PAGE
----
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1 Rotation Operation for Binary Search Trees Idea: Change a few pointers at a particular place in the tree so that one subtree becomes less deep in exchange for another one becoming deeper. A sequence of rotations along a root to leaf path can help to make a binary search tree more "balanced". RR = "rotate right" and RL = "rotate left"

2 (rotation operation continued) Notation: q.left, q.right, and q.parent denote the pointer fields associated with a vertex q. RR(v) is just a few assignment statements: u := v.parent w := v.left x := w.right v.left := x x.parent := v w.right := v v.parent := w if u nil then begin if u.left = v then u.left := w else u.right := w end w.parent := u - 2 -

3 RL(w) is symmetric to RR(v); exchange "v" with "w" and "left" with "right": u := w.parent v := w.right x := v.left w.right := x x.parent := w v.left := w w.parent := v if u nil then begin if u.right := w then u.right := v else u.left := v end v.parent := u - 3 -

4 Example: A Sequence of Rotations - 4 -

5 Self-Adjusting Binary Search Trees Idea: Each time an operation such as INSERT walks down to a vertex x, do a sequence of rotations to "push" x up to the root. SPLAY-STEP(x) uses two rotations to reduce the depth of x by two (except it uses 1 rotation when x has depth 1). If x has depth d, SPLAY(x) performs a sequence of d/2 SPLAY-STEP's to make x become the root: SPLAY(x): while x is not the root do SPLAY-STEP(x) - 5 -

6 (SABT's continued) The SPLAY-STEP procedure: Apply one of steps 1L, 2L, or 3L (or three symmetric cases 1R, 2R, and 3R where the roles of right and left are reversed): Case 1L: x is a left child PARENT(x) is the root: A x B y C RR(y) A x B y C - 6 -

7 (SABT's continued) Case 2L: x is left child and PARENT(x) is a left child. z x y y D A x z C B RR(z); RR(y) A B C D Case 3L: x is a left child and PARENT(x) is a right child. z A x y RR(y); RL(z) z x D y B C A B C D - 7 -

8 (SABT's continued) Advantages of self-adjusting BST's: Splaying can be applied to any binary search tree because SPLAY-STEP needs no additional information over the normal PARENT, LCHILD, and RCHILD fields. When a SPLAY is performed after every basic binary search tree operation, the tree tends to stay balanced. It can be proved that although an individual operation can be time consuming, a sequence of O(n) operations is always O(nlog(n)). (Self-adjusting BST's have good amortized performance.) - 8 -

9 (SABST's continued) Example, SPLAY(4): - 9 -

10 Example: Tree Sort Tree sort algorithm: Given a sequence of n input items to be sorted: Initialize an empty binary search tree T. for each input item x do INSERT(x,T) while T is not empty do output DELETEMIN(T) Standard binary search tree: Expected time O(nlog(n)): If input items are randomly ordered, it can be proved that the expected time O(nlog(n)). Worst case time Ω(n 2 ): If input arrives in order of largest to smallest, the for loop constructs a chain of n 1 left children where the largest is the root and the smallest is the only leaf (essentially a linked list), and both the for and while loops are O(n 2 ). Self-adjusting binary search tree is worst case O(nlog(n)) time: Starting with an empty self-adjusting binary search tree, a sequence of O(n) INSERT and DELETEMIN operations is always O(nlog(n))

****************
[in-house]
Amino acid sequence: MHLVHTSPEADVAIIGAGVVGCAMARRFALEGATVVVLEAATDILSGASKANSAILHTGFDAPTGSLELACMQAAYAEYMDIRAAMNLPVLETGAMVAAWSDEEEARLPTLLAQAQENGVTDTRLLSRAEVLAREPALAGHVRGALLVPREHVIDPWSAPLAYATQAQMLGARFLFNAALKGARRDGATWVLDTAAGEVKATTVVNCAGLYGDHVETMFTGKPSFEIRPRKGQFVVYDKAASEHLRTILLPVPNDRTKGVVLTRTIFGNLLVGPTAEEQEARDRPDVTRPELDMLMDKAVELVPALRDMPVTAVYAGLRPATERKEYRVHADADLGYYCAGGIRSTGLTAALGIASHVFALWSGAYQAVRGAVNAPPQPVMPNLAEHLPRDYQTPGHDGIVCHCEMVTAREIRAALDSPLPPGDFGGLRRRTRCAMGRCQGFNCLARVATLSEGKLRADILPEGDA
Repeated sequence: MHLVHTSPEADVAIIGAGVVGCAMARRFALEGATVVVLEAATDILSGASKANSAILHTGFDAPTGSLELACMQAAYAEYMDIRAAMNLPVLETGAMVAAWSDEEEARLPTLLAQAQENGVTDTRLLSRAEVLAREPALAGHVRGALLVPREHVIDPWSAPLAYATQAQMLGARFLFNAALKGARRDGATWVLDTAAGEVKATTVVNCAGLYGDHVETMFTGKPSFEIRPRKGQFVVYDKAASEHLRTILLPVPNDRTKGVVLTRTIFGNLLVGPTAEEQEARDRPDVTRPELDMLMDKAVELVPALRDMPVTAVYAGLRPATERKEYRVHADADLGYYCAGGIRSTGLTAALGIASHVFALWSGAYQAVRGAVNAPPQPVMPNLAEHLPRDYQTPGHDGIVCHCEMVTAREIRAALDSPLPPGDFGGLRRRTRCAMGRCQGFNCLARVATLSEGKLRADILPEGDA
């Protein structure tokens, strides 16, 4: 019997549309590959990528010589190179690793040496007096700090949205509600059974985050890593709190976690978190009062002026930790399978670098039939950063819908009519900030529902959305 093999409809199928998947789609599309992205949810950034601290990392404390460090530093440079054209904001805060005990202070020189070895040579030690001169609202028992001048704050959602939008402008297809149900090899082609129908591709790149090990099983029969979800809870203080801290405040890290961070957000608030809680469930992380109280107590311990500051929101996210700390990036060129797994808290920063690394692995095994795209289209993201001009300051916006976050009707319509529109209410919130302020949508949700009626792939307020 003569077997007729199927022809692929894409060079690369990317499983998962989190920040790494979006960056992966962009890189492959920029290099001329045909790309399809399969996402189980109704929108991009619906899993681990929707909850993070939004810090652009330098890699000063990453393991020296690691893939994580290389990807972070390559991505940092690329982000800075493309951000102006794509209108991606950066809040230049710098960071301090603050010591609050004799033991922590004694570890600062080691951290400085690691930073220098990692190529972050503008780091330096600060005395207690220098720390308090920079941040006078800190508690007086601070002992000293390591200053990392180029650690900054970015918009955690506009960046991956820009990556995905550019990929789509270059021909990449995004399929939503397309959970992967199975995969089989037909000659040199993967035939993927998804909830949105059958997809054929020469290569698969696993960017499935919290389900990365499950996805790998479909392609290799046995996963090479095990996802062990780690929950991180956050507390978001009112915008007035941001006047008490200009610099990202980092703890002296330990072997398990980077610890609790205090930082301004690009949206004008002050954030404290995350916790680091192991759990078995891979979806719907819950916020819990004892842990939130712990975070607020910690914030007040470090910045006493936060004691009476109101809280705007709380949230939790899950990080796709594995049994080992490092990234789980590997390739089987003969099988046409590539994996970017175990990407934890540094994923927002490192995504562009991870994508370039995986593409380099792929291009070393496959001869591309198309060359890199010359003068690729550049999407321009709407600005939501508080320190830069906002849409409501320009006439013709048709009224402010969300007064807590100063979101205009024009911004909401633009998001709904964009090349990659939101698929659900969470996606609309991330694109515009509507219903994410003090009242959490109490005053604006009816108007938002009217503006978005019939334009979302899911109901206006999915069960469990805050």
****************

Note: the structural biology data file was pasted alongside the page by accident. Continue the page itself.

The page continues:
11 Example: Using a self-adjusting binary search tree, consider again the case when the input arrives in reverse sorted order. The first item inserted becomes the root. After that each successive item is made the left child of the root and then a SPLAY makes it the root; so in only O(n) time the for loop constructs a root with a chain of n 1 right children (again, essentially a linked list). This is now a very easy O(n) time case for the while loop because each delete simply removes the root and the SPLAY does nothing Even if the problem was to sort from largest to smallest, a self-adjusting tree does well. It starts by using O(n) time to delete a leaf of depth n 1, but as time goes on, it gets more and more balanced and DELETEMIN's get less and less expensive, where the total time sums to only O(nlog(n)). For example, the first three deletions for n=16 go as follows:

12 Joining and Splitting Self-Adjusting Binary Search Trees JOIN(T 1,d,T 2 ): A single tree with root d is formed from T 1, d, and T 2. ** Always assumes that all items in T 1 are less than d and all items in T 2 are greater than d. SPLIT(d,T): Split T into items <d and items >d by searching for d (which SPLAY's d to make it the root) and then detach the left and right subtrees of d (discard d). ** For ease of presentation, we assume that d is in T. (*) Complexity: It can be proved that a sequence of INSERT, DELETE, MEMBER, JOIN, and SPLIT operations is always O(nlog(n)) time

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